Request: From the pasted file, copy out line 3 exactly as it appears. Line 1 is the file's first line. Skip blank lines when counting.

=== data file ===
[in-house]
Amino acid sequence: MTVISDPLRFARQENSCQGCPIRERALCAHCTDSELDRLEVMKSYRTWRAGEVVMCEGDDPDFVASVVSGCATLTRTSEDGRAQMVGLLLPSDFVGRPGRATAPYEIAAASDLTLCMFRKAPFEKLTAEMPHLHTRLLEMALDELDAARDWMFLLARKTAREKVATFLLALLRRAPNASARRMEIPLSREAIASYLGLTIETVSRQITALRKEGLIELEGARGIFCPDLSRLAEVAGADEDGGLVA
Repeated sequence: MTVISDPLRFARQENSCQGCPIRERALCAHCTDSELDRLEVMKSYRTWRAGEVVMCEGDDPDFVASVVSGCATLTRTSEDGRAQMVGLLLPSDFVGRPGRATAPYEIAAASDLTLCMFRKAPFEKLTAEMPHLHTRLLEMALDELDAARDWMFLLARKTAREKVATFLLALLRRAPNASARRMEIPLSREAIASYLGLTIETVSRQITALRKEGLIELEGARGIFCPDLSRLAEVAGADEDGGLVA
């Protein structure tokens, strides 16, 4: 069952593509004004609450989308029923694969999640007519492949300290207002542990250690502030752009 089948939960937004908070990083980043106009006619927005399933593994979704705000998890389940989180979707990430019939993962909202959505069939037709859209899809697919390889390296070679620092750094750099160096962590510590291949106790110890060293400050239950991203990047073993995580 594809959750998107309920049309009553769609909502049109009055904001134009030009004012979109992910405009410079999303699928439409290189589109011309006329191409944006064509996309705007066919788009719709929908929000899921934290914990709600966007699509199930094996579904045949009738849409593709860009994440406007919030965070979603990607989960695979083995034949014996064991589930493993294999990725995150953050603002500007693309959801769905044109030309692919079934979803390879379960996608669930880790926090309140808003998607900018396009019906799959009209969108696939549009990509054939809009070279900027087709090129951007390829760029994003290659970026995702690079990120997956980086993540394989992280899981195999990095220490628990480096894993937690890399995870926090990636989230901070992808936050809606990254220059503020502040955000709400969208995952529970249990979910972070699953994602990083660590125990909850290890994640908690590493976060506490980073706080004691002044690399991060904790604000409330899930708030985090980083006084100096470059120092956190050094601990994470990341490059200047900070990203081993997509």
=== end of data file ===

Repeated sequence: MTVISDPLRFARQENSCQGCPIRERALCAHCTDSELDRLEVMKSYRTWRAGEVVMCEGDDPDFVASVVSGCATLTRTSEDGRAQMVGLLLPSDFVGRPGRATAPYEIAAASDLTLCMFRKAPFEKLTAEMPHLHTRLLEMALDELDAARDWMFLLARKTAREKVATFLLALLRRAPNASARRMEIPLSREAIASYLGLTIETVSRQITALRKEGLIELEGARGIFCPDLSRLAEVAGADEDGGLVA